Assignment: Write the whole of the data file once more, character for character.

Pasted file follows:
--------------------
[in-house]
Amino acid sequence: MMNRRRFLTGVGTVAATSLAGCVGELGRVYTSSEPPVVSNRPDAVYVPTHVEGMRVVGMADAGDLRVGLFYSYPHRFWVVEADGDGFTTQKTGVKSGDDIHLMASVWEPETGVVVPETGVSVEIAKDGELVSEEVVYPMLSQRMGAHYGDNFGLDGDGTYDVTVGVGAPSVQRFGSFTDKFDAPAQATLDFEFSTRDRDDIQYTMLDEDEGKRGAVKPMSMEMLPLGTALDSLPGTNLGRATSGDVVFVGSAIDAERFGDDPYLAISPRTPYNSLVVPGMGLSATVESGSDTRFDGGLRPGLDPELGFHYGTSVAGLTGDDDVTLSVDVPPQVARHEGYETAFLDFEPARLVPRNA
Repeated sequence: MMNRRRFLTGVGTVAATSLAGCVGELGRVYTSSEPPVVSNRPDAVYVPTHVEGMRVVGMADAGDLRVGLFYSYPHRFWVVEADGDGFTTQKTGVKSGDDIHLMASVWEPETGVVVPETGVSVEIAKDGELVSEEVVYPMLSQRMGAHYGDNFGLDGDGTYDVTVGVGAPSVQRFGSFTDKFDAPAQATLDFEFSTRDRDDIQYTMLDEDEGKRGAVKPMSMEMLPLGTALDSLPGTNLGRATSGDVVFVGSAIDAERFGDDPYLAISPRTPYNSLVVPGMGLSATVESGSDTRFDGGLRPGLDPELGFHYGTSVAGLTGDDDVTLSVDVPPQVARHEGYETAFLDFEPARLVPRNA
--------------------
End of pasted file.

[in-house]
Amino acid sequence: MMNRRRFLTGVGTVAATSLAGCVGELGRVYTSSEPPVVSNRPDAVYVPTHVEGMRVVGMADAGDLRVGLFYSYPHRFWVVEADGDGFTTQKTGVKSGDDIHLMASVWEPETGVVVPETGVSVEIAKDGELVSEEVVYPMLSQRMGAHYGDNFGLDGDGTYDVTVGVGAPSVQRFGSFTDKFDAPAQATLDFEFSTRDRDDIQYTMLDEDEGKRGAVKPMSMEMLPLGTALDSLPGTNLGRATSGDVVFVGSAIDAERFGDDPYLAISPRTPYNSLVVPGMGLSATVESGSDTRFDGGLRPGLDPELGFHYGTSVAGLTGDDDVTLSVDVPPQVARHEGYETAFLDFEPARLVPRNA
Repeated sequence: MMNRRRFLTGVGTVAATSLAGCVGELGRVYTSSEPPVVSNRPDAVYVPTHVEGMRVVGMADAGDLRVGLFYSYPHRFWVVEADGDGFTTQKTGVKSGDDIHLMASVWEPETGVVVPETGVSVEIAKDGELVSEEVVYPMLSQRMGAHYGDNFGLDGDGTYDVTVGVGAPSVQRFGSFTDKFDAPAQATLDFEFSTRDRDDIQYTMLDEDEGKRGAVKPMSMEMLPLGTALDSLPGTNLGRATSGDVVFVGSAIDAERFGDDPYLAISPRTPYNSLVVPGMGLSATVESGSDTRFDGGLRPGLDPELGFHYGTSVAGLTGDDDVTLSVDVPPQVARHEGYETAFLDFEPARLVPRNA